AN ABC OF TRANSP
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Builders' Merchants Use Al! Types a Licence to Serve Customers Over a Wide and Pension Schemes for Stc
By S. Buckley, Associnst.T. FOR over half a century, Hills of Swindon, Ltd., have traded as builders' merchants in Wiltshire— long enough to have employed each form of motive power as it was introduced to deliver their goods and long enough to have experienced all the effects of successive transport Acts. As both the area and the range of their traffic have increased, the company have striven to retain their standard of service to their customers by a continued expansion of their transport interests without the loss of that personal relationship among staff so characteristic of 'many family concerns.
When licensing was introduced in 1933, they were granted B licences for. the carriage of building plant. and materials over any distance, together with agricultural feeding stuffs up to 80 miles, agricultural produce and brewery goods 40 miles, solid fuel 30 miles and furniture 10 miles. With the opportunity provided by the Transport Act, 1953, Hills Haulage (Swindon), Ltd., was formed in March, 1955, to acquire 11 vehicles operating under. special A licence, together with one 8-licence vehicle, with the object of providing an even wider service for their customers.
Vehicles operated by Hills of Swindon include 45 with B licences and 40 with C licences, making a total of 97 goods vehicles operated under A, B or C licences from the transport department at Swindon. In addition there are 13 cars, a coach and a caravan.
The main activity is the supply of building material to the trade. This may be either direct from the source of supply or manufacture to the customer, or first to the main depot at Swindon for subsequent redistribution. But over the years Hills' have gradually acquired more and more of their own sources of supply. These include sand pits at Caine and Newbury, gravel pits at Headley, Laeock, Newbury (two) and South Cerney, a stone quarry at Stratton, near Cirencester, precast concrete at South Cerney, breeze blocks at Purton, and brickworks at Purton and Badbury. At Swindon there is the main supply depot, together with the plant-hire department and head office.
clfi To meet the traffic requirements of these 10 depots, together with collection from outside manufacturers, the fleet of 85 goods vehicles owned by Hills of Swindon is made up of 13 long-wheelbase lorries, 61 tippers, 10 small vans and a low-loader.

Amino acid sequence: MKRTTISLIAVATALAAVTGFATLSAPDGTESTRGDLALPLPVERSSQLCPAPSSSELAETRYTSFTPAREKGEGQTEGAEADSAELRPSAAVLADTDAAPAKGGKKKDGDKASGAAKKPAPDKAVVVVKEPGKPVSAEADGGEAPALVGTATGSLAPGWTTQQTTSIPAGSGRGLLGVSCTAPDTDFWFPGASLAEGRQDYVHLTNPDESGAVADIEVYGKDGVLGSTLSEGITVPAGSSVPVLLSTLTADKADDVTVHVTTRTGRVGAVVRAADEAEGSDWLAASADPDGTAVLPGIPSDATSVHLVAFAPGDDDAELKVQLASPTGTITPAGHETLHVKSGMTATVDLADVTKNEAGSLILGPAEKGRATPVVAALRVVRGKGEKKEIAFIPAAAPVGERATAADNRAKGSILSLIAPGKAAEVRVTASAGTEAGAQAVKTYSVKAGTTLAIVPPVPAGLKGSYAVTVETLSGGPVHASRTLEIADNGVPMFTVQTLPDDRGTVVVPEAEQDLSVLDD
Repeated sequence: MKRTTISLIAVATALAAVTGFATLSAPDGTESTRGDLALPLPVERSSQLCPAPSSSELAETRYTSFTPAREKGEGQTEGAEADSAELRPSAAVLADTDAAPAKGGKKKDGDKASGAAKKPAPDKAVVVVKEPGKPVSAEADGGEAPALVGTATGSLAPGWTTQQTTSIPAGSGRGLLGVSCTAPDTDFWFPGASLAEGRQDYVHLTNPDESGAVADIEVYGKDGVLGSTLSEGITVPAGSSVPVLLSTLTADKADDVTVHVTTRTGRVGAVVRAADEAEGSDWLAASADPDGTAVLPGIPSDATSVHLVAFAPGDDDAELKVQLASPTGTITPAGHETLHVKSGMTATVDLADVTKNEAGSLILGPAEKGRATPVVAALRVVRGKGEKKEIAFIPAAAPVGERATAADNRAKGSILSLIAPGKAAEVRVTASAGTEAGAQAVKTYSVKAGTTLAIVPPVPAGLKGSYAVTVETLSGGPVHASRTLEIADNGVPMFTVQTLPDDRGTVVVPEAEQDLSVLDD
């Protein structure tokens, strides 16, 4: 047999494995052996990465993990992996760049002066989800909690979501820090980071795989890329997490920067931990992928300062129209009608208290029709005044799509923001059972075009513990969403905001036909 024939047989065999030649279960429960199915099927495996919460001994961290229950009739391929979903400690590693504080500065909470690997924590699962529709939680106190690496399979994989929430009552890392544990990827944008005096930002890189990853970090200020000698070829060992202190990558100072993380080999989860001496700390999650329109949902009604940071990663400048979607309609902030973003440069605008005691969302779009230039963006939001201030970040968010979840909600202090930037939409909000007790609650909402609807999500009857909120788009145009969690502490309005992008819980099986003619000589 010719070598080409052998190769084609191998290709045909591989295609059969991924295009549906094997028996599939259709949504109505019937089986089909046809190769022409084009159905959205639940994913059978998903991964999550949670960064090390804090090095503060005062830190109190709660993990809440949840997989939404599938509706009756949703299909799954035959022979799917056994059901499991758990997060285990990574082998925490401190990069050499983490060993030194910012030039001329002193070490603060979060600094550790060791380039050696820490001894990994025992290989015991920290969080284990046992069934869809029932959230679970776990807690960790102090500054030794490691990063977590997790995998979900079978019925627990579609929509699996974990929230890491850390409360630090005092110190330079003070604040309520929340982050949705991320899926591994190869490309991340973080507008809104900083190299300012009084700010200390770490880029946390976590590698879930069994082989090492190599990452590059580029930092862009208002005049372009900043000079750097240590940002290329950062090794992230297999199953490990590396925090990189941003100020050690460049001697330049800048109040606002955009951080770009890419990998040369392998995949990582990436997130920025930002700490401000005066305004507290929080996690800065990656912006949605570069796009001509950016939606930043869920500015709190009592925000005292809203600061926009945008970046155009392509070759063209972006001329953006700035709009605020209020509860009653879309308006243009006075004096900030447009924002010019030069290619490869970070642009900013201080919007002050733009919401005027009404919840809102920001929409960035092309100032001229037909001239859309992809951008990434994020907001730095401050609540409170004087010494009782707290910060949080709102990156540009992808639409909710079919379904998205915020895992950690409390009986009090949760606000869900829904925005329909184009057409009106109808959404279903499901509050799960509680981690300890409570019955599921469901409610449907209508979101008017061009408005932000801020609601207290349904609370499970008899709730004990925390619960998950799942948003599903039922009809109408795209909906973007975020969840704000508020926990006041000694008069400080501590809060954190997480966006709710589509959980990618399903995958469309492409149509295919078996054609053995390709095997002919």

The long-wheelbase trucks include six 6-ton Bedford (with petrol engines), two 9-ton Albion Clydesdales and two 6-ton Dodge (with petrol engines). These, with an E.R.F. tractor unit (with Gardner 5LW oil engine) coupled to a Carrimore 10-ton 24-ft. semi-trailer, operate on B licences, the remaining two being petrol-engined S-type Bedford 7-tonners on C licences.
The tipper fleet is made up of Bedford and Dodge petrol-engines.1 and Seddon and Sentinel oi4-engined
vehicles. Of the 22 Bedford tippers with B licences, 10 are 6-tonners, 11 are 5-tonners and one a 31-tonner. A further 27 Bedford tippers, also petrol-engined, but this time with C licences, comprise 12 5-tonners and 15 7-tonners. There are four Dodge 6-tonners (B and C licences) and finally seven Seddon 7-ton tippers (with Perkins P.6 engines) and one Sentinel 8-tonner with four-cylindered underfloor engine.
Ten small vans ranging from 10 cwt. to 30 cwt. include Austin, Bedford, Commer and Thames, all on C licences.
To complete the haulage fleet there is an E.R.F. 20-ton low-loader with Gardner 6LW engine. It has a knockout axle and winch, and operates under a B licence, conveying excavators and bulldozers for the plant-hire department.
An Associated Haulage Company
Eleven vehicles operated by Hills Haulage (Swindon), Ltd., on special A licences include four Albion Chieftain long-wheelbase 8-ton sided lorries with oil engines, two Albion Chieftain long-wheelbase 7-ton sided lorries with petrol engines, two Guy Otter long-wheelbase 7-tonners with Gardner 4LW engines and three Thames 6-ton long. wheelbase lorries with Perkins P.6 engines. Their one B-licence vehicle is a Dodge 7-ton tipper with petrol engine.